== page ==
The OF Blog: A personal Top 50 list

Tuesday, May 09, 2006

A personal Top 50 list

Jeff VanderMeer recently posted his 64 Favorite Fiction and stated that a main purpose for doing such a list was not to provide 'essential reading materials,' but instead to encourage thought and similar lists from others. With that in mind, here are some of my favorite fictions that contain elements of the speculative in them (although a great many will not be found in the Fantasy/SF section of any bookstore), in the current order only for the snapshot effect (as after the first couple, my ranking could vary wildly):

1. Jorge Luis Borges, Ficciónes (Spanish)
2. Borges, El Aleph (Spanish)
3. Antoine de Saint-Exupéry, The Little Prince
4. Gabriel García Márquez, Cien años de soledad/One Hundred Years of Solitude
5. Ben Okri, The Famished Road
6. J.R.R. Tolkien, The Silmarillion
7. Thomas Pynchon, Gravity's Rainbow
8. Gene Wolfe, The Book of the New Sun
9. Umberto Eco, Foucault's Pendulum
10. Italo Calvino, If on a winter's night a traveler...
11. Ursula Le Guin, The Dispossessed
12. Angélica Gorodischer, Kalpa Imperial (Spanish)
13. José Saramago, Ensayo sobre la ceguera/Blindness
14. Alejo Carpentier, Los pasos perdidos/The Lost Steps
15. Tolkien, The Lord of the Rings
16. Ray Bradbury, The Illustrated Man
17. T.H. White, The Once and Future King
18. Neil Gaiman, Smoke and Mirrors
19. Angela Carter, Burning Your Boats
20. Carlos Ruiz Zafón, La sombra del viento/The Shadow of the Wind
21. Flannery O'Connor, A Good Man is Hard to Find
22. China Miéville, The Tain
23. R. Scott Bakker, The Prince of Nothing
24. Zoran Živković, The Fourth Circle
25. Nalo Hopkinson, Skin Folk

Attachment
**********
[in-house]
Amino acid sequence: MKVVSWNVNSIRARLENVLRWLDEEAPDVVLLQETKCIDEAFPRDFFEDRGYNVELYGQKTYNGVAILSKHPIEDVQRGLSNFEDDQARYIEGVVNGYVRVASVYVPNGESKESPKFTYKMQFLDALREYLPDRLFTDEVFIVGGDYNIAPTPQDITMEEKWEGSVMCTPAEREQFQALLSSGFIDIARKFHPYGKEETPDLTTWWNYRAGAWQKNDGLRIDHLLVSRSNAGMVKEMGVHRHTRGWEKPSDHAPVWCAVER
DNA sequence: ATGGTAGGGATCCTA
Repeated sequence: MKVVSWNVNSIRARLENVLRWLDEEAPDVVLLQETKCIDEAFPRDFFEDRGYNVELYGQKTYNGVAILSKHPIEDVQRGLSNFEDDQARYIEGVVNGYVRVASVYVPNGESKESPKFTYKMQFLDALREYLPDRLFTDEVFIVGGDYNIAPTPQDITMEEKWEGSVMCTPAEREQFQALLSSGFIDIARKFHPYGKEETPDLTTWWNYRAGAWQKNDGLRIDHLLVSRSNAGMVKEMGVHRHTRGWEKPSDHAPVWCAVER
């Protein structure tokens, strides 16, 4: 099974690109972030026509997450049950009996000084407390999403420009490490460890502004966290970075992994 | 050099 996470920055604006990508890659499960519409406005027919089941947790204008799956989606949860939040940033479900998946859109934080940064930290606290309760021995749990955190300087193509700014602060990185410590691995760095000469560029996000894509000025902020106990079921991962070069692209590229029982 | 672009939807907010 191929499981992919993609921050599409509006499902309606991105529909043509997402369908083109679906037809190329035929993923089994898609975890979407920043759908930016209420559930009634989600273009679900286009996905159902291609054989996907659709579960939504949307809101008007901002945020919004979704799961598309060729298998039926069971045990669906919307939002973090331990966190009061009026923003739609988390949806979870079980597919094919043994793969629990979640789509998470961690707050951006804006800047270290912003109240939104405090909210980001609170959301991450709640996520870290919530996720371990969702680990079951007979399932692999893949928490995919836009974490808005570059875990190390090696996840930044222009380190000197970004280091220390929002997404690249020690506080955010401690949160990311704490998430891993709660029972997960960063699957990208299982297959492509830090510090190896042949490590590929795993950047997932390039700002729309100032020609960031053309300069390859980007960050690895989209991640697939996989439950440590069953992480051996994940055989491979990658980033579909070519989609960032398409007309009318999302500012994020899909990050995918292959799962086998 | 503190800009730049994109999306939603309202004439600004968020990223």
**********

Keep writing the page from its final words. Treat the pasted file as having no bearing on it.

26. Ian MacLeod, The Light Ages
27. Mark Danielewski, House of Leaves
28. Salman Rushdie, Midnight's Children
29. Saramago, Las intermitencias de la muerte (Spanish)
30. Roberto Bolaño, Los detectives salvajes (Spanish)
31. Eco, The Mysterious Flame of Queen Loana
32. Borges, El Hacedor (Spanish)
33. Saramago, El hombre duplicado (Spanish)
34. Caitlin Sweet, A Telling of Stars
35. Bradbury, The Martian Chronicles
36. Borges, El libro de los seres imaginarios (Spanish)
37. Mikhail Bulgakov, The Master and Margarita
38. Pedro Calderón de la Barca, La vida es sueño (Spanish, play)
39. Miguel Cervantes, Don Quijote (Spanish)
40. John Crowley, Little, Big
41. Günter Grass, The Tin Drum
42. Franz Kafka, Collected Stories
43. Gina B. Nahai, Moonlight on the Avenue of Faith
44. Mary Doria Russell, The Sparrow
45. Flann O'Brien, The Third Policeman
46. Mervyn Peake, The Gormenghast Novels
47. Horacio Quiroga, Cuentos de amor de locura de muerte (Spanish)
48. Jan Potacki, The Manuscript Found in Saragossa
49. Ovid, Metamorphoses
50. John Milton, Paradise Lost

There, the 'top 50' as it stands at the moment. There are a great many others that I could have put here, but I just am not as inclined to read their works right now although I will likely acknowledge their importance if stated. And it was no accident that very little 'true' SF made this list, as I frankly am not as interested in it as I am in other topics/styles. Feel free to discuss this as moved to do so.

1 comment:

Anonymous said...

~copy pastes from wotmania~

I like ze list, because I've read/own and shall read about 23 of them (feels like a high number to me!).

I don't like the fact that you made a list. Stop being so freaking male for a bit and let things be. Lists are discriminatory! Aren't you supposed to pretend to not be, these days? :P

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